As I have worked at The Bivings Group, I have focused on helping design websites and applications for specific audiences – professionals and adult aged individuals.  Many of the clients I have worked with don't need to focus on children, and young web surfers have unique needs.

Recently, I was introduced to the International Children's Digital Library (ICDL) website.  While the site has a rather conservative and standard design – in my opinion – I am really intrigued by its book search feature geared towards children.

icdl

On this page, children are presented with a search interface that is different from an interface geared towards adults.  Adults are asked about keywords, authors, and titles, but children may not know such information.  Further, children are probably more prone to browse when searching for a book instead of having a specific author or book title in mind.  That is why IDCL provides children with different search options.  For instance, a child can search for a book that has orange on its cover.  Or instead of searching for historical fiction, children can search for “Make Believe Books” or ones that have “Imaginary Creature Characters.”  Further, they can search for books based upon age groups and type – picture or chapter books.

icdl2

Another interesting feature is that the search options are presented as graphical buttons that children can easily suss out the meaning of.  The search results are also presented by showing the book covers, and children can also flip through the entire books on the computer.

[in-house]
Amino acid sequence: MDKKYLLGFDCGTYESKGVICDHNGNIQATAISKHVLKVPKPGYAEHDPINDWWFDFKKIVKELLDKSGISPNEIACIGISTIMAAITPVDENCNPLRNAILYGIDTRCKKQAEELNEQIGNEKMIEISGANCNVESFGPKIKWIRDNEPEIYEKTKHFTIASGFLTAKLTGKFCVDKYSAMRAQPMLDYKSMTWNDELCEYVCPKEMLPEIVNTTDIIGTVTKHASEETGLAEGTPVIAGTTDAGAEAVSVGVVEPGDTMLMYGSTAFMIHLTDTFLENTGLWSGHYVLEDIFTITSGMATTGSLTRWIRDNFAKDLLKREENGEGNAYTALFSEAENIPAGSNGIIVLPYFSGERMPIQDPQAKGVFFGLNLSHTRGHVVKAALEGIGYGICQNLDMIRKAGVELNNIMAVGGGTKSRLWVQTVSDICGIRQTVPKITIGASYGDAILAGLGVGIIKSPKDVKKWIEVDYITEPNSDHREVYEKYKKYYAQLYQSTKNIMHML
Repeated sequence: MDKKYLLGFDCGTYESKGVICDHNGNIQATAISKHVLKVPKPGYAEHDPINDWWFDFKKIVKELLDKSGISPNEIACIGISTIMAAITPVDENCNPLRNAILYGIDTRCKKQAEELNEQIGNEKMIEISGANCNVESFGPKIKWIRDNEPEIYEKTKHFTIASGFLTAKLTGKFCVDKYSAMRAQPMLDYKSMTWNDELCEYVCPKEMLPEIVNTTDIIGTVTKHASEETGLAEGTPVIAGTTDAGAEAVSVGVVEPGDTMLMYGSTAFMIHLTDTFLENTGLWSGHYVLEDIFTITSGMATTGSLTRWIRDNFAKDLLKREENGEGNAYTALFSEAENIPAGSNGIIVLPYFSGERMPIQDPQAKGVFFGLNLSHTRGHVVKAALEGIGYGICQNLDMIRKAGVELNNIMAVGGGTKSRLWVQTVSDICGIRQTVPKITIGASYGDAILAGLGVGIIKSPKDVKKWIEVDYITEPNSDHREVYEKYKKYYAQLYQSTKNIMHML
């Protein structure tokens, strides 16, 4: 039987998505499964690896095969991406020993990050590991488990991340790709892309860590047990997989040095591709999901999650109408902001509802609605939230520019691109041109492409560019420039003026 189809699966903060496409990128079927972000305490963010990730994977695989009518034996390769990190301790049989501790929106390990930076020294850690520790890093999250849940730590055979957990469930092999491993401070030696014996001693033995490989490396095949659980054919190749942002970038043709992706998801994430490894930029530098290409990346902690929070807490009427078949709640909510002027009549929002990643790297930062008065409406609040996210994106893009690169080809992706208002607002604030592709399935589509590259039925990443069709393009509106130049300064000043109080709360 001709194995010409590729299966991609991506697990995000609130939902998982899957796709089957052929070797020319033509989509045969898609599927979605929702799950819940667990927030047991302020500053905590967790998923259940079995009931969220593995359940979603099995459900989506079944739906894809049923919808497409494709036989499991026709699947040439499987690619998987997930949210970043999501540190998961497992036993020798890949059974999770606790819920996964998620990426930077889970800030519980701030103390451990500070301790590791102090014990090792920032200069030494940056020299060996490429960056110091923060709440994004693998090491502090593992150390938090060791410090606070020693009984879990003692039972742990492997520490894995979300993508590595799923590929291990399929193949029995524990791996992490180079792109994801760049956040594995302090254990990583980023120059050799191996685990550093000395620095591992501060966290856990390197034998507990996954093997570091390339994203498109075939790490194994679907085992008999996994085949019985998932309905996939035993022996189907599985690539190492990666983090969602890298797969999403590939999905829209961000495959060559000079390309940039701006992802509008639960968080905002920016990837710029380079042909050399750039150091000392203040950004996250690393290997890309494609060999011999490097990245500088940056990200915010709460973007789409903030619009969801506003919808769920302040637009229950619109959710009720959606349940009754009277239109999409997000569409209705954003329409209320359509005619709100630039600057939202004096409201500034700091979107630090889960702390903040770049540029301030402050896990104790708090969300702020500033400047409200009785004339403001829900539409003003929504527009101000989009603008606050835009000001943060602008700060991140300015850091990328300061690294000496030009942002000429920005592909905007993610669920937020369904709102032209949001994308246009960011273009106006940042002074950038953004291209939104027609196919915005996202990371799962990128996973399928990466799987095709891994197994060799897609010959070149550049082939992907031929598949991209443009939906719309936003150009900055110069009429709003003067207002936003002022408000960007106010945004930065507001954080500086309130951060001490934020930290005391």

I think that this is an interesting search feature.  Imagine if Google or Yahoo! was set up like this…

New York City Courts Emerging Tech Development with New Incentives

Hoping to compete with emerging foreign markets and prevent another major industry collapse, New York City Mayor Michael Bloomberg announced Tuesday the city’s launch of eight initiatives aimed and drawing and keeping new media technologies in the Big Apple.

“New York City is the media capital of the world, but, with the industry undergoing profound changes, it’s incumbent on us to take steps now to capitalize on growth opportunities and ensure we remain an industry leader,” Bloomberg said in a press conference, according to the New York Times.

Among the eight programs is the establishment of a media lab modeled after those at the Massachusetts Institute of Technology and Stanford University.
The lab will “issue a request for proposals from universities and other organizations interested in providing space for lectures, workshops and other events that would being together media professionals,” The Times reported.